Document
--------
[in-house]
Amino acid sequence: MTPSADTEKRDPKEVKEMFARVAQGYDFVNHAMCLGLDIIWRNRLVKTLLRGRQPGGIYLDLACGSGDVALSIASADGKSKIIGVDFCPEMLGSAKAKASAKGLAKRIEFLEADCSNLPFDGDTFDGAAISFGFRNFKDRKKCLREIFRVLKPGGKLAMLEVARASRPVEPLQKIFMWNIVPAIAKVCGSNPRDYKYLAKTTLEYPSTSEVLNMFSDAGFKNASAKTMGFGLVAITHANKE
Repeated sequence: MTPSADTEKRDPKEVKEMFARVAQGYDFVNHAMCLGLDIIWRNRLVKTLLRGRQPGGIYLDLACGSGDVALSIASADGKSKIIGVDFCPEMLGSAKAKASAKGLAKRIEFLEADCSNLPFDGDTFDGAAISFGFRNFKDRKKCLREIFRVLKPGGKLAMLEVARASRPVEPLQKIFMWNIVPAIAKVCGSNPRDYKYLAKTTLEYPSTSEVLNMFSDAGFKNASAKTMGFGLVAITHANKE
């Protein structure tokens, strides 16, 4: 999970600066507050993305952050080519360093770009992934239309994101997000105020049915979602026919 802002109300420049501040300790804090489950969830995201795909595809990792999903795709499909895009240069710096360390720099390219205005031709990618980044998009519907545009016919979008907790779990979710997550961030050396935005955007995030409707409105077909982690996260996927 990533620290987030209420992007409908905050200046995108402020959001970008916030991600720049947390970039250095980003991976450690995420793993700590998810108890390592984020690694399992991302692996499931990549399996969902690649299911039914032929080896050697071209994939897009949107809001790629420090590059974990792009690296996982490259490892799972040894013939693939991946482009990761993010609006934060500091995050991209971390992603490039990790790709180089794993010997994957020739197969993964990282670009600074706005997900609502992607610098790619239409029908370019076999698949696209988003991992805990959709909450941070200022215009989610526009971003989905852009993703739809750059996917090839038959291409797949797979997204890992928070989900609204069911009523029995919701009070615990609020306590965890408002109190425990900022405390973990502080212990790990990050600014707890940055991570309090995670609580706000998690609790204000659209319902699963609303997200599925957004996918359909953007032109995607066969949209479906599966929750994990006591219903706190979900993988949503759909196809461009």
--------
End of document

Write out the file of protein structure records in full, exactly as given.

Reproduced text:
[in-house]
Amino acid sequence: MTPSADTEKRDPKEVKEMFARVAQGYDFVNHAMCLGLDIIWRNRLVKTLLRGRQPGGIYLDLACGSGDVALSIASADGKSKIIGVDFCPEMLGSAKAKASAKGLAKRIEFLEADCSNLPFDGDTFDGAAISFGFRNFKDRKKCLREIFRVLKPGGKLAMLEVARASRPVEPLQKIFMWNIVPAIAKVCGSNPRDYKYLAKTTLEYPSTSEVLNMFSDAGFKNASAKTMGFGLVAITHANKE
Repeated sequence: MTPSADTEKRDPKEVKEMFARVAQGYDFVNHAMCLGLDIIWRNRLVKTLLRGRQPGGIYLDLACGSGDVALSIASADGKSKIIGVDFCPEMLGSAKAKASAKGLAKRIEFLEADCSNLPFDGDTFDGAAISFGFRNFKDRKKCLREIFRVLKPGGKLAMLEVARASRPVEPLQKIFMWNIVPAIAKVCGSNPRDYKYLAKTTLEYPSTSEVLNMFSDAGFKNASAKTMGFGLVAITHANKE
């Protein structure tokens, strides 16, 4: 999970600066507050993305952050080519360093770009992934239309994101997000105020049915979602026919 802002109300420049501040300790804090489950969830995201795909595809990792999903795709499909895009240069710096360390720099390219205005031709990618980044998009519907545009016919979008907790779990979710997550961030050396935005955007995030409707409105077909982690996260996927 990533620290987030209420992007409908905050200046995108402020959001970008916030991600720049947390970039250095980003991976450690995420793993700590998810108890390592984020690694399992991302692996499931990549399996969902690649299911039914032929080896050697071209994939897009949107809001790629420090590059974990792009690296996982490259490892799972040894013939693939991946482009990761993010609006934060500091995050991209971390992603490039990790790709180089794993010997994957020739197969993964990282670009600074706005997900609502992607610098790619239409029908370019076999698949696209988003991992805990959709909450941070200022215009989610526009971003989905852009993703739809750059996917090839038959291409797949797979997204890992928070989900609204069911009523029995919701009070615990609020306590965890408002109190425990900022405390973990502080212990790990990050600014707890940055991570309090995670609580706000998690609790204000659209319902699963609303997200599925957004996918359909953007032109995607066969949209479906599966929750994990006591219903706190979900993988949503759909196809461009």